But whoever falls asleep early on a summer's evening and sleeps soundly, wakes early in the morning. That is the course of nature. Old Manu, who was the farm's charcoal burner, hardly slept at all these nights, yet his eyes always had a merry twinkle and his lips, red despite his age, were pressed together and drawn out into a mischievous smile. Manu must have found a trusted deputy for his charcoal pit, for he had been seen puttering about the farm late into the evening and was on the go again early in the morning. He said something to the cock as it began its second burst of crowing; obviously nothing complimentary, for between squawks the cock swore angrily at the old man as he disappeared in the direction of the pit.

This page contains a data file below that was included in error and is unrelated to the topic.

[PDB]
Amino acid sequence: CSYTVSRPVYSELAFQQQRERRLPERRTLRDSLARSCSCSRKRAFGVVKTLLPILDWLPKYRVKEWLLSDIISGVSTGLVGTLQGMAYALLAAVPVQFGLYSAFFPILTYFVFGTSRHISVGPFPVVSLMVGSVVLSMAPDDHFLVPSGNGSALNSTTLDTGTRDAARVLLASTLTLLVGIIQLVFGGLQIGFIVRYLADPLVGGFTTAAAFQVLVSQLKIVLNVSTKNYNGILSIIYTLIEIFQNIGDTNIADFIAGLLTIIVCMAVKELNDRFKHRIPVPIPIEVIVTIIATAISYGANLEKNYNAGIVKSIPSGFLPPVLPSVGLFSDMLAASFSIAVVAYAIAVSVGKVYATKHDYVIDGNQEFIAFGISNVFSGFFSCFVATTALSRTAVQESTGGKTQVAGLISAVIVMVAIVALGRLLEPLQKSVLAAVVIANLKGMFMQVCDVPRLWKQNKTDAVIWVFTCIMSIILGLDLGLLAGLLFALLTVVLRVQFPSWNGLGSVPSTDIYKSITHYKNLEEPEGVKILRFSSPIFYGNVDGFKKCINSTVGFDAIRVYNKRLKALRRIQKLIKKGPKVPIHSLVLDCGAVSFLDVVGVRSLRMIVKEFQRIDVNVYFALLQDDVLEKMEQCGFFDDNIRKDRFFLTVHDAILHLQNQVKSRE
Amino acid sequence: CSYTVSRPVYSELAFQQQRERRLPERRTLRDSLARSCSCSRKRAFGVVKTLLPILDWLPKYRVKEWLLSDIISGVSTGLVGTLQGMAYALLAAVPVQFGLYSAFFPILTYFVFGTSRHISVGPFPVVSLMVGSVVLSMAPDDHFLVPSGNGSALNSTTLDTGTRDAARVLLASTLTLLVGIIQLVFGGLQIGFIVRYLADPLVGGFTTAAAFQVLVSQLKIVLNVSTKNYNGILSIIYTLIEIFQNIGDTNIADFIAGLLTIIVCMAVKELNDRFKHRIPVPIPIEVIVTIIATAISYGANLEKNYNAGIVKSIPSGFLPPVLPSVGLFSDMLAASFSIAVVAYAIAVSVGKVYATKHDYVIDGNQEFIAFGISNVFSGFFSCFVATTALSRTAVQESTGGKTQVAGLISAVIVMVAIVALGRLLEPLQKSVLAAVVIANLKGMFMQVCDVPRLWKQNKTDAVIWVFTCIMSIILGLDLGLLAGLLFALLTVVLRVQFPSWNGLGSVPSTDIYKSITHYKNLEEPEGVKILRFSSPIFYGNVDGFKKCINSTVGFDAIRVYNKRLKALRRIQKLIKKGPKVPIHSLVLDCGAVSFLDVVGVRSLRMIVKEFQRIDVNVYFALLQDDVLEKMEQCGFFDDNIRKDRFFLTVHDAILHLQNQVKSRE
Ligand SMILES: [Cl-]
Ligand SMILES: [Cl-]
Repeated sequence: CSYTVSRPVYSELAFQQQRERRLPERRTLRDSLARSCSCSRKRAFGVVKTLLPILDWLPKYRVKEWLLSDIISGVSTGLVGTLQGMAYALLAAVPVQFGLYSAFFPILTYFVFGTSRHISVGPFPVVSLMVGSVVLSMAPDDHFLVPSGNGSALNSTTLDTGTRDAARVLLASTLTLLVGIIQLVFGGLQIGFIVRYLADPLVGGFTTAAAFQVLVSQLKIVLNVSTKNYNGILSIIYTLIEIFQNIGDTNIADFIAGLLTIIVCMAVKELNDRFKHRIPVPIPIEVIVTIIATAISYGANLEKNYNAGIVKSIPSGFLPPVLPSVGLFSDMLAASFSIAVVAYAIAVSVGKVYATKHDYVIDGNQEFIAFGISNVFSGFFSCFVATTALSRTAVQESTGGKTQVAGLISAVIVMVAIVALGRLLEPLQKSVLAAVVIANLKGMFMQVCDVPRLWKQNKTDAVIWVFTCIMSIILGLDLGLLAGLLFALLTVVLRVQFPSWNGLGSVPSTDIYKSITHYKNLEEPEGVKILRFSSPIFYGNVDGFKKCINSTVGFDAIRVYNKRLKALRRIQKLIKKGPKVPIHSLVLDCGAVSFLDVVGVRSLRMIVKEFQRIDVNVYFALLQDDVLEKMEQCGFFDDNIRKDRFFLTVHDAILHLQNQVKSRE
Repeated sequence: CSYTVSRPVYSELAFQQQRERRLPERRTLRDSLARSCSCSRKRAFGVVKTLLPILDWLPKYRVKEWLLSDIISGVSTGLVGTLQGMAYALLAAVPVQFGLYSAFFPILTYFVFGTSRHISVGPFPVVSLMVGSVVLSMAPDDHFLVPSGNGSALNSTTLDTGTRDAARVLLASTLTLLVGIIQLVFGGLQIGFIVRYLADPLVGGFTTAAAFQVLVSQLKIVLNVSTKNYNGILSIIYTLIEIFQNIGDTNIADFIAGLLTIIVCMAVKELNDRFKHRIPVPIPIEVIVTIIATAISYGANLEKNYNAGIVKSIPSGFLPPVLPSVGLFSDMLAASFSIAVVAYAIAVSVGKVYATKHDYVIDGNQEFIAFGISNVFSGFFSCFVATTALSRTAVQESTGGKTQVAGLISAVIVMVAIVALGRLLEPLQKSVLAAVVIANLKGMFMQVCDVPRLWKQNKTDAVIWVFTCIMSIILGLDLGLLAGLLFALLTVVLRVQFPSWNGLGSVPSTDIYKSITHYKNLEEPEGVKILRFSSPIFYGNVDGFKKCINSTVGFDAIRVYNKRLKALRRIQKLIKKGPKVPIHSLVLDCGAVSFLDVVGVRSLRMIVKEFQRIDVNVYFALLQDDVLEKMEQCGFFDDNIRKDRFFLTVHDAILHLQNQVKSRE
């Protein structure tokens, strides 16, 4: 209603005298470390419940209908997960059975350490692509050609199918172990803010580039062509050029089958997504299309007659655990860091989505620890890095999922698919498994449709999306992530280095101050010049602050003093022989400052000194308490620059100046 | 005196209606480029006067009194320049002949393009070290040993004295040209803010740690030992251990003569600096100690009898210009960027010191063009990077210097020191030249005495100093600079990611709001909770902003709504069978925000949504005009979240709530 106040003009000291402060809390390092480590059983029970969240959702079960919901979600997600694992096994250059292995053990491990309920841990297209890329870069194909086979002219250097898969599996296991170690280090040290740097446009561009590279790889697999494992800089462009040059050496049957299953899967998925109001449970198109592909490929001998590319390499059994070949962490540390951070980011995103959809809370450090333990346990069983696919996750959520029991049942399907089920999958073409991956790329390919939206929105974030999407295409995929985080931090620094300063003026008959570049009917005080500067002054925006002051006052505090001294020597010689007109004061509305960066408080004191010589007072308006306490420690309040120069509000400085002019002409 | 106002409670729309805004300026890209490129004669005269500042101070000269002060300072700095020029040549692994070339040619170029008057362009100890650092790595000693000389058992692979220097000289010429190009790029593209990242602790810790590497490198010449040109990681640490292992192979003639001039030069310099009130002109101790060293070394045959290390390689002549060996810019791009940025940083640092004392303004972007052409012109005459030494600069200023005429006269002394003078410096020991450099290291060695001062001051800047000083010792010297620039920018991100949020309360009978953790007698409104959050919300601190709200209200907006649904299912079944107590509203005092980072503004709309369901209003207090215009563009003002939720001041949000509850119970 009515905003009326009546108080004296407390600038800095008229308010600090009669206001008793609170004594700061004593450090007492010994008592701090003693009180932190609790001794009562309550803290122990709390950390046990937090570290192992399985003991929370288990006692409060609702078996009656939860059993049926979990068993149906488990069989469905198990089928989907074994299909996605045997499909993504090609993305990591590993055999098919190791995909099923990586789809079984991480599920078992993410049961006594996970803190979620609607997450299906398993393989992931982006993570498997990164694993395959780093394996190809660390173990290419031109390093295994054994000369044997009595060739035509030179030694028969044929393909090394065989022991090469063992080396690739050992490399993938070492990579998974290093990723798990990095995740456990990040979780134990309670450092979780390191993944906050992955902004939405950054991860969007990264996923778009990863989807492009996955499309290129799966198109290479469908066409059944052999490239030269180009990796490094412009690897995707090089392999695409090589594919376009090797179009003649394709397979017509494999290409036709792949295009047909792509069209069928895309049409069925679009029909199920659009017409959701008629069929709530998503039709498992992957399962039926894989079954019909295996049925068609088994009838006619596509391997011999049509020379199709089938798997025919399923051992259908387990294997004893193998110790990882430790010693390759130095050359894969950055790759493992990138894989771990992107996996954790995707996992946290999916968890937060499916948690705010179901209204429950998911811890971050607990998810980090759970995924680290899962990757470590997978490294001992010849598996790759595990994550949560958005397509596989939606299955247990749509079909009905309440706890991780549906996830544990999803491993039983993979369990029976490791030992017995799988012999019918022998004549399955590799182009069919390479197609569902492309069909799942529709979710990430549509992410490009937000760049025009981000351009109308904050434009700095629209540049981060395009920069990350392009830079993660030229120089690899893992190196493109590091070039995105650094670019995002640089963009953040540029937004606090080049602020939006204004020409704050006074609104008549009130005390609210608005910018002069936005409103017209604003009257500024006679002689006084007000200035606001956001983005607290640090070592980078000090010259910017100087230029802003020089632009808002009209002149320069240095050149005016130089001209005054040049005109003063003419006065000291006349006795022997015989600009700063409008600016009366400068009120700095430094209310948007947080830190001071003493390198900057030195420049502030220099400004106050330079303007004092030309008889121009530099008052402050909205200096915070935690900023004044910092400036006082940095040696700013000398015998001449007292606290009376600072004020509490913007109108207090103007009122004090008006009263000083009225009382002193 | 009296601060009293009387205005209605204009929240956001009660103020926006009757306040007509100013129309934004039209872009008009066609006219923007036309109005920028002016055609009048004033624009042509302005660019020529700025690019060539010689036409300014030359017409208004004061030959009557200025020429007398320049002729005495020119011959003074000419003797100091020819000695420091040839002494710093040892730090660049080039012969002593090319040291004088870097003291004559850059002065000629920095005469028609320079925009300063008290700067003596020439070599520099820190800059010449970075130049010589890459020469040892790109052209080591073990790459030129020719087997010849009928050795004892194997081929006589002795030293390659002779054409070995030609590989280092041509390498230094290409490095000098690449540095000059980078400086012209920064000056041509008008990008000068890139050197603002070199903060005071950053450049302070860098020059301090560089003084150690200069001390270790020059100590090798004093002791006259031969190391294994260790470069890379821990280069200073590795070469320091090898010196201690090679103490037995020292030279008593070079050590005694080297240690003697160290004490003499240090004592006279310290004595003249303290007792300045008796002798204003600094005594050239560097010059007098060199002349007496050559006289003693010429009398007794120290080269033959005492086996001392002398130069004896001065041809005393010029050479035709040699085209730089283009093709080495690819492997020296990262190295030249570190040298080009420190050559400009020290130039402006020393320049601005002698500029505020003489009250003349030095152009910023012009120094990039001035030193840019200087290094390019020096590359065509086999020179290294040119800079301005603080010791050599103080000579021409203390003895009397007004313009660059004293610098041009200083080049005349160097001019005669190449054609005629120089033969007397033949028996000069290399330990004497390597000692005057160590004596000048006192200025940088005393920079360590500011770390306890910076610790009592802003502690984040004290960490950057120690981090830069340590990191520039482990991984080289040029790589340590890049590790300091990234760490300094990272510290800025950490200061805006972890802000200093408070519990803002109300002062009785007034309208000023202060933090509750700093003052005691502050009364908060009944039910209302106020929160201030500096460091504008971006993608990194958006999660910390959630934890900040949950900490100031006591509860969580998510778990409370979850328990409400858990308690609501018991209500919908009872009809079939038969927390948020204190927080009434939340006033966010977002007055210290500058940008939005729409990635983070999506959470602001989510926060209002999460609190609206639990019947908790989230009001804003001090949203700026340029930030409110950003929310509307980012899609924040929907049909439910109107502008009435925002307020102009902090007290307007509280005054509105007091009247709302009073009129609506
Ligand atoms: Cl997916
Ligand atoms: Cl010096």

The sun climbed higher, as though seeking a point from which it could conveniently shine straight through the lace curtains onto the guestroom's solid bed and the face of the   [p. 8]   sleeping girl. A moment ago it reached the chest-of-drawers opposite the bed and the swing mirror which had reflected the face of many a young girl, as well as the pale or blushing cheeks beneath a chaplet of myrtle — for this was the room in which the family brides had been dressed . . . . Now the sun saw one or two small objects at the foot of the looking-glass which had not been there before. The girl sleeping in the bed had put them there upon her arrival and afterward handled them deftly with slender fingers. The summer-morning sunbeam, eternally the same, seemed to eye them suspiciously, but was soon mollified when it came to rest upon their owner. By then the morning had passed its first, dewy-pink stage. Somewhere a loft door creaked and a calf lowed. The day's mighty spectacle of work was beginning in dozens, in hundreds of villages, on thousands of farms, beside tens of thousands of lakes and woodland pools.